"The unattainable self, itself, is the true self" - Dogen.
     
  13. chispas

    chispas Member

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    I think there's also something to be said for one's "gut feel". The current chess champion, Magnus Carlsen often remarks that he intuitively senses the right combination of moves.

    I think with people's guts being so disrupted by the environment, it's no wonder they have poor thinking ability.

    As my health has improved, I tend to rush my thought process less, think slower but with finer detail, see broader relationships across disparate factors, and actually have good ideas once in a while! In fact, I'm very confident there is a relationship between consuming 2g of B3 and having solidly good, innovative ideas!
     
  14. chispas

    chispas Member

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    And I'm not sure why, but this post stuffed up. Maybe some B3 can help me out.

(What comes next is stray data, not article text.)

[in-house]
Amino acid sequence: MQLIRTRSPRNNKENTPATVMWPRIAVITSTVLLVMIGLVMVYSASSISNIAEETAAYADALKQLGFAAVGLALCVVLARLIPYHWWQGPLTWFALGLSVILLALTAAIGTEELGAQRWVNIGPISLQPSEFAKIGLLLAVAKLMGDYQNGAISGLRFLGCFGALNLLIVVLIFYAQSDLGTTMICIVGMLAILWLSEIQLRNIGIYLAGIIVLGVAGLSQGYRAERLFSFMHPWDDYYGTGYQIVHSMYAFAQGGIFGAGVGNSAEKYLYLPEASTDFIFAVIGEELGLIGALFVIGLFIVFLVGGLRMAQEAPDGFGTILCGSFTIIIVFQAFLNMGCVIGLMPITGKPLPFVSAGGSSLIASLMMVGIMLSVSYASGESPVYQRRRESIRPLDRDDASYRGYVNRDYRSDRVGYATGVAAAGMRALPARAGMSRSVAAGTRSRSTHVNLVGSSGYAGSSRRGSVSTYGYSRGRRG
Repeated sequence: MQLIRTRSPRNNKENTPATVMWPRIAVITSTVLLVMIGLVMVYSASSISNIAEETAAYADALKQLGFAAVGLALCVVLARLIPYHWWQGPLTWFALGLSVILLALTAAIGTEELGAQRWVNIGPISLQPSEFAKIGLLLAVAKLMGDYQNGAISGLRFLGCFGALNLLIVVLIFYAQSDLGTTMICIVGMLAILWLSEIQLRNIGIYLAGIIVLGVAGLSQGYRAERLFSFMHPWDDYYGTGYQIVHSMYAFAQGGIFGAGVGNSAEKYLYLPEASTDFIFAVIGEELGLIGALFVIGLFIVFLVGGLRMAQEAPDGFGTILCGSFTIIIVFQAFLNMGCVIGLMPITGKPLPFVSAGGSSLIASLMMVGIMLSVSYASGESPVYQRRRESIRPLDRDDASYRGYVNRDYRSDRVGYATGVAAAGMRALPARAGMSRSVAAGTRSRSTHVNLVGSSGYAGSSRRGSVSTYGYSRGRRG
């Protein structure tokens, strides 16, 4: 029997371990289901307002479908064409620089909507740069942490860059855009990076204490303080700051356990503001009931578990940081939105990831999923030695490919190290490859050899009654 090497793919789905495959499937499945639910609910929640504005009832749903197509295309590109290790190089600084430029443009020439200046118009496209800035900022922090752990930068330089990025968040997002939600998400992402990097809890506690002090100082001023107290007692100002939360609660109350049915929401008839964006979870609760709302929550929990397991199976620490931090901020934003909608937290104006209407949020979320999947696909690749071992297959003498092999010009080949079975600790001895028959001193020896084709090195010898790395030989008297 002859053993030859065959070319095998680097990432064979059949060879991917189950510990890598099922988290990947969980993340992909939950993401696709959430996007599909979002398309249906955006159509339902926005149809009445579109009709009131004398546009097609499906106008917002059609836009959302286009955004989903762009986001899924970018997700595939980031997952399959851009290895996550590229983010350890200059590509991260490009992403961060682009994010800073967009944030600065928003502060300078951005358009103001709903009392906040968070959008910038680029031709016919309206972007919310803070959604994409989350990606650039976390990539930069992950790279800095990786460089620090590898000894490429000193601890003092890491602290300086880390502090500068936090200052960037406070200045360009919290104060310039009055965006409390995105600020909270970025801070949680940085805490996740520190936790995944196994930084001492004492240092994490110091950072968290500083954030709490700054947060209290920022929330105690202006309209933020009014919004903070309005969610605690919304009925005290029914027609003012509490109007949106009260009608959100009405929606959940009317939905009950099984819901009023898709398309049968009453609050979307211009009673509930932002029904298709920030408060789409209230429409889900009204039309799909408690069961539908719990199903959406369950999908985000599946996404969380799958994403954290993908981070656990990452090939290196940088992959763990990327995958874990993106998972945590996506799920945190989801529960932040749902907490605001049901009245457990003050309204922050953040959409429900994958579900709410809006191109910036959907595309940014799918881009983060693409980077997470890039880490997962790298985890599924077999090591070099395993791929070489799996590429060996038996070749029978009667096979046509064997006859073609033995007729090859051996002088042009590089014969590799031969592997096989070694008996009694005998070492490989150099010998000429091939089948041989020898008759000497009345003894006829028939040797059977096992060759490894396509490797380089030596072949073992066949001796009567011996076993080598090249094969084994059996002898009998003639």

15. DaveFoster

    DaveFoster Member

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    This is a great point; great poets, philosophers, and writers suffered from social isolation, depression, and serotonin dominance. Therefore, using someone like Nietzsche (or even Blake) as a template for your life will inevitably lead to unhappiness, as the authors underwent the same fate.
     
  16. nikolabeacon

    nikolabeacon Member

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    Great truth which is not paid too much attention. And If we would pay more attention to it we could save ourselves from lot of evil. We have the power to free ourselvels from "monsters" in our lives.
     
  17. Drareg

    Drareg Member

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    Blake seemed like a happy fellow for a large part of his life,many of them had ups and downs but I wouldn't say the great philosophers were unhappy,the permanently unhappy types philosophy is terrible and possibly plagiarised IMO.